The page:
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Taking breaks from melanoma drugs didn’t slow the growth of patients’ tumors in a clinical trial (here, a malignant melanoma cell within skin tissue).

Biophoto Associates/Science Source

On-off dosing of cancer drugs does not help melanoma patients

Drugs that home in on and block cell growth signals can dramatically shrink tumors, but all too often the cancer comes back. An attention-grabbing mouse study 7 years ago suggested these targeted drugs would work better at shrinking melanoma tumors if cancer patients got a break from their medicine every few weeks.

The first large trial to test this idea, however, has found that melanoma tumors grew back faster when patients were on such an “intermittent” dosing schedule. The study participants also lived no longer overall than those receiving the typical schedule of the drugs.

The disappointing results, to be presented today at part one of a virtual version of the American Association for Cancer Research’s annual meeting, throw cold water on a novel strategy for countering cancer drug resistance that is being tested in a number of clinical trials. “There were a lot of reasons to think this could work. … It seemed like a very powerful idea,” says oncologist Alain Algazi of the University of California (UC), San Francisco, who led the melanoma trial.

About half of melanoma patients have a gene called BRAF that contains a mutation producing an aberrant protein that drives tumor growth. Drugs blocking this mutant protein tend to shrink tumors for only a few months before resistant cells take over. This resistance is “a huge problem” not only for compounds known as BRAF inhibitors, but also other targeted cancer drugs, Algazi says.

A mouse study published in Nature in 2013 suggested a simple but counterintuitive solution. When researchers treated mice with melanoma with a BRAF inhibitor until their tumors started to grow again, then took the drug away, the tumors shrank. Resistant cells that apparently had taken over the masses had become dependent on the drug. When mice were instead given the drug on an intermittent schedule—a few weeks on, then off, then on again—they lived twice as long as those getting the drug daily.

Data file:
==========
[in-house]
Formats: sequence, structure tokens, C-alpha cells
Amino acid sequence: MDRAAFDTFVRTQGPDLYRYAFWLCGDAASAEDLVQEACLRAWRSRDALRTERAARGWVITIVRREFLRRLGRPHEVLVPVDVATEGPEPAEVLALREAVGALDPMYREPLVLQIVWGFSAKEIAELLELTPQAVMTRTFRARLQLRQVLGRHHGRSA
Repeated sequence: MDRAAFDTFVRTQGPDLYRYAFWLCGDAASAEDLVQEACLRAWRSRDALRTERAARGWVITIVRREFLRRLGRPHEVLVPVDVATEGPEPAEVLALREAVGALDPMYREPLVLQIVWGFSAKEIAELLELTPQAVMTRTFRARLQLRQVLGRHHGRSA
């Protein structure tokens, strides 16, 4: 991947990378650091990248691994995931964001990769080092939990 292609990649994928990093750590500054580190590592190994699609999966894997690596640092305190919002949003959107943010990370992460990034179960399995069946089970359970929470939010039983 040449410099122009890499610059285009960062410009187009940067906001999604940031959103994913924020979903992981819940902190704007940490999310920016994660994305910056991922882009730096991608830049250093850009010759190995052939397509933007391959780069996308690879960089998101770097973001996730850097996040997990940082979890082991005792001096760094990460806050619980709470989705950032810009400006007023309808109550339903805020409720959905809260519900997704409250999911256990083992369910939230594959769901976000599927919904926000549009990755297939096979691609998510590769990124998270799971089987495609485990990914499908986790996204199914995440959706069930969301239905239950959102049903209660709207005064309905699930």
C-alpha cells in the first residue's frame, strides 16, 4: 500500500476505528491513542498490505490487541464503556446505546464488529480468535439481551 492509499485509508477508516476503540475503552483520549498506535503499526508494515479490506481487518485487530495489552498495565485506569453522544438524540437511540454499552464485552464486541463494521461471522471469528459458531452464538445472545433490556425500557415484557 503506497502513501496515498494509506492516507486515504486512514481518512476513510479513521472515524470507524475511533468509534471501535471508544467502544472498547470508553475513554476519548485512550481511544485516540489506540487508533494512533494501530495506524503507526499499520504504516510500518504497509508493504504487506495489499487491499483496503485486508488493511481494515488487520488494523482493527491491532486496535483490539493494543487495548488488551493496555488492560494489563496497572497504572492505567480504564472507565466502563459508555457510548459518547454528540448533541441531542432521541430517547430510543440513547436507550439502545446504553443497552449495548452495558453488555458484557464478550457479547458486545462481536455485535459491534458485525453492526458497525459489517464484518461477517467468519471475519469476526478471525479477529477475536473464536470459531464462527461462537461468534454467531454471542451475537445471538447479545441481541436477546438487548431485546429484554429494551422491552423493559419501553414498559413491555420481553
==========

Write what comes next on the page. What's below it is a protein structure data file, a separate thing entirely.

Such animal data, along with anecdotal reports of patients whose BRAF inhibitor–resistant tumors grew more slowly or shrank then they went off the drug, led the U.S. National Cancer Institute (NCI) to launch a 5-year intermittent dosing trial at multiple cancer centers in the United States and Canada. About 250 advanced melanoma patients received a two-drug combination of a BRAF inhibitor and a drug called a MEK inhibitor, which blocks another protein in the same growth pathway.

The 206 patients whose tumors were shrinking or stable after the first 8 weeks of daily treatment with this combo were split into two groups. One got the drugs daily until their tumors grew, while the other received them each day for 5-week stretches interspersed with 3-week breaks.

In the intermittent dosing group, patients’ tumors began to grow again after just 5.5 months on average, compared with 9 months for those receiving drug continuously. “The results are the opposite of what we expected and all the preclinical data would have predicted,” says cancer researcher Antoni Ribas of UC Los Angeles, co-leader of the trial. Both groups of patients, most of whom went on to get an immunotherapy drug if their tumors returned, lived about the same length of time overall—about 40% were still alive after 4 years.

Algazi’s team offers several possible explanations for why the mouse results didn’t hold up in people. Those getting intermittent therapy did not get as much drug overall as those in the standard therapy group (although that was true in the mice, too). People metabolize the drugs more slowly than mice, and some animal studies suggest a sharper drop in drug levels may be needed for the drug-dependent tumor cells to die. In addition, “It’s possible there are different mechanisms of resistance in different patients,” Algazi says. (In the 2013 mouse study, tumor cells usually became resistant by ramping up production of BRAF protein.)

Algazi’s last explanation makes sense to radiologist Robert Gatenby of the Moffitt Cancer Center. His team has reported that doctors can use intermittent therapy with hormone drugs for prostate cancer to control tumor growth—if the dose schedule is tailored to each individual patient by tracking their tumor growth and modeling its evolution. “Any fixed schedule such as the one in [the NCI trial] clearly does not incorporate the underlying evolutionary dynamics,” Gatenby says.

Other cancer researchers say the jury is still out on the NCI trial’s approach. “I don’t know that the hypothesis was adequately tested,” says cancer biologist Charles Sawyers of Memorial Sloan Kettering Cancer Center, who suggests the long half-life of the MEK inhibitor used in the trial may have been a problem. Oncologist Mark Middleton of the University of Oxford co-leads a similar melanoma trial in the United Kingdom that is using a different dosing schedule; it is expected to have results later this year. This trial and others now underway, Middleton says, “will help us decide if there are particular circumstances that are needed for intermittent therapy to be of use, or if the idea is a bust.”

*Correction, 28 April, 10 a.m.: An earlier version of this story incorrectly stated that the Moffitt prostate cancer trial showed improved survival.